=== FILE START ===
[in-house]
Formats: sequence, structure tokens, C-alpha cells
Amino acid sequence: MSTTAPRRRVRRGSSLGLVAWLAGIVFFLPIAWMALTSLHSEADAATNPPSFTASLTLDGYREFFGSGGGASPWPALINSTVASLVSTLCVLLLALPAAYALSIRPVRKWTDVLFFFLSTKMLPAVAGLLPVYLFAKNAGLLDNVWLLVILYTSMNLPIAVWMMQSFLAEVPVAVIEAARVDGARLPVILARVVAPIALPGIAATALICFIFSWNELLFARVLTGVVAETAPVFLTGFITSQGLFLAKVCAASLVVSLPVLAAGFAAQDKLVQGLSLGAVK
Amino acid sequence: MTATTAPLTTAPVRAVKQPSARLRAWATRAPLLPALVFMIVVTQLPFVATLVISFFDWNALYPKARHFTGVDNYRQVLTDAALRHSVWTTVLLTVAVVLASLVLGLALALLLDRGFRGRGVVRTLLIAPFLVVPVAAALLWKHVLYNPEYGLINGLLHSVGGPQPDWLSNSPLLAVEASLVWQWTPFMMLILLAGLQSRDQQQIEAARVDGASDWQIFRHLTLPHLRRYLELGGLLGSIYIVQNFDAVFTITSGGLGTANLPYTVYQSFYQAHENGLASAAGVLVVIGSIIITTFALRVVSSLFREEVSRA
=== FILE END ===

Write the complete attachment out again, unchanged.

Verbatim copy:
[in-house]
Formats: sequence, structure tokens, C-alpha cells
Amino acid sequence: MSTTAPRRRVRRGSSLGLVAWLAGIVFFLPIAWMALTSLHSEADAATNPPSFTASLTLDGYREFFGSGGGASPWPALINSTVASLVSTLCVLLLALPAAYALSIRPVRKWTDVLFFFLSTKMLPAVAGLLPVYLFAKNAGLLDNVWLLVILYTSMNLPIAVWMMQSFLAEVPVAVIEAARVDGARLPVILARVVAPIALPGIAATALICFIFSWNELLFARVLTGVVAETAPVFLTGFITSQGLFLAKVCAASLVVSLPVLAAGFAAQDKLVQGLSLGAVK
Amino acid sequence: MTATTAPLTTAPVRAVKQPSARLRAWATRAPLLPALVFMIVVTQLPFVATLVISFFDWNALYPKARHFTGVDNYRQVLTDAALRHSVWTTVLLTVAVVLASLVLGLALALLLDRGFRGRGVVRTLLIAPFLVVPVAAALLWKHVLYNPEYGLINGLLHSVGGPQPDWLSNSPLLAVEASLVWQWTPFMMLILLAGLQSRDQQQIEAARVDGASDWQIFRHLTLPHLRRYLELGGLLGSIYIVQNFDAVFTITSGGLGTANLPYTVYQSFYQAHENGLASAAGVLVVIGSIIITTFALRVVSSLFREEVSRA